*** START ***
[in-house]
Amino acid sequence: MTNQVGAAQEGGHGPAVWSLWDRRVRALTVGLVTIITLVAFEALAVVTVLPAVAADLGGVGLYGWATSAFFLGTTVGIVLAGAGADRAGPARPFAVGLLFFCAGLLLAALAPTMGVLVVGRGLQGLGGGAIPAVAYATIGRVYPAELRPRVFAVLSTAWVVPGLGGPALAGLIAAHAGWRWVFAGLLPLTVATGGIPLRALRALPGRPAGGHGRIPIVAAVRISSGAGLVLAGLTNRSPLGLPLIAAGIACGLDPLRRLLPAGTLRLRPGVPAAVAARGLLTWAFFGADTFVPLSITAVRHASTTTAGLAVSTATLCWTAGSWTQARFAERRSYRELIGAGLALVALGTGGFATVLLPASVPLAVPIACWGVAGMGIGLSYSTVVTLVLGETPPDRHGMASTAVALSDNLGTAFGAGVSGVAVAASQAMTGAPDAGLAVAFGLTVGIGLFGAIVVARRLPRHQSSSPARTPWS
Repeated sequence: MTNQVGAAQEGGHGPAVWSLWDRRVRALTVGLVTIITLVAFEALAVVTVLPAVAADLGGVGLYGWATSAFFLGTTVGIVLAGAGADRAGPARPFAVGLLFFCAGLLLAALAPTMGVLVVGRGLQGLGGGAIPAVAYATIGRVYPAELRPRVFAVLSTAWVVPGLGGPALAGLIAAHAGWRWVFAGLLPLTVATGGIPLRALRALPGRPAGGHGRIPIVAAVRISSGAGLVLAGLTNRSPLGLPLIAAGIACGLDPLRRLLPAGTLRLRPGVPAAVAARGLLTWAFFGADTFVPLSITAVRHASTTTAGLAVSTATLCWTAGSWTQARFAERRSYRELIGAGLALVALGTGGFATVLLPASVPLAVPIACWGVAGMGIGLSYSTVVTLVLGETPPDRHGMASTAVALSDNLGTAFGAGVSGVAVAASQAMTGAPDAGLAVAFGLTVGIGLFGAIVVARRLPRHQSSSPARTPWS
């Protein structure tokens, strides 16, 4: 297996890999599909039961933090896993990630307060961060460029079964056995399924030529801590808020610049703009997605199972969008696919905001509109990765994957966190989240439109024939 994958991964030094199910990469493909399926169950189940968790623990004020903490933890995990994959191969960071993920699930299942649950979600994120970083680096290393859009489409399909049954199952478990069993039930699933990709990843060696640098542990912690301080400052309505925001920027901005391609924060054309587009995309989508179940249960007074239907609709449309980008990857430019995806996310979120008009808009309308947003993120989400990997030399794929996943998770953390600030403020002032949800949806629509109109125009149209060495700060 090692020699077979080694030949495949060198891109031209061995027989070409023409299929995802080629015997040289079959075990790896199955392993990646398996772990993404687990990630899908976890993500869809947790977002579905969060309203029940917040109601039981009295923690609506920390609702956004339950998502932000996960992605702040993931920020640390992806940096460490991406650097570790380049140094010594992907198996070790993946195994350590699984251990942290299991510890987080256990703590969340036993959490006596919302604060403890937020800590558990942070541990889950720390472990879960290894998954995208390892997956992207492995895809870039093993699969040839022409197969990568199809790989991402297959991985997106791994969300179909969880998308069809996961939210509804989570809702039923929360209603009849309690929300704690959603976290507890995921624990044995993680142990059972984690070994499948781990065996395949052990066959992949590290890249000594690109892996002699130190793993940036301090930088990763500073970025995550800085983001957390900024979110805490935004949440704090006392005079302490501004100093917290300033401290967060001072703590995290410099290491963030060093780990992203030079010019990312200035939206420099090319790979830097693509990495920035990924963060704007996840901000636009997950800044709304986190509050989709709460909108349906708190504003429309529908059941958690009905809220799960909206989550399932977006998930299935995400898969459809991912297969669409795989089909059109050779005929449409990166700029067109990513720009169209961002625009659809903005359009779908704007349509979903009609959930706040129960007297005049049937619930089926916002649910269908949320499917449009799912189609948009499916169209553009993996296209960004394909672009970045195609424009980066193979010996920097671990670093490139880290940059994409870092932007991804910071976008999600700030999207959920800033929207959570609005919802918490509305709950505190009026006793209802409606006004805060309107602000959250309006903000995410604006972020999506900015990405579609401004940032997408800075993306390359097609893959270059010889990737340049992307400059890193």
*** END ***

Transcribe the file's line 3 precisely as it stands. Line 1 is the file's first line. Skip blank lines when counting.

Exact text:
Repeated sequence: MTNQVGAAQEGGHGPAVWSLWDRRVRALTVGLVTIITLVAFEALAVVTVLPAVAADLGGVGLYGWATSAFFLGTTVGIVLAGAGADRAGPARPFAVGLLFFCAGLLLAALAPTMGVLVVGRGLQGLGGGAIPAVAYATIGRVYPAELRPRVFAVLSTAWVVPGLGGPALAGLIAAHAGWRWVFAGLLPLTVATGGIPLRALRALPGRPAGGHGRIPIVAAVRISSGAGLVLAGLTNRSPLGLPLIAAGIACGLDPLRRLLPAGTLRLRPGVPAAVAARGLLTWAFFGADTFVPLSITAVRHASTTTAGLAVSTATLCWTAGSWTQARFAERRSYRELIGAGLALVALGTGGFATVLLPASVPLAVPIACWGVAGMGIGLSYSTVVTLVLGETPPDRHGMASTAVALSDNLGTAFGAGVSGVAVAASQAMTGAPDAGLAVAFGLTVGIGLFGAIVVARRLPRHQSSSPARTPWS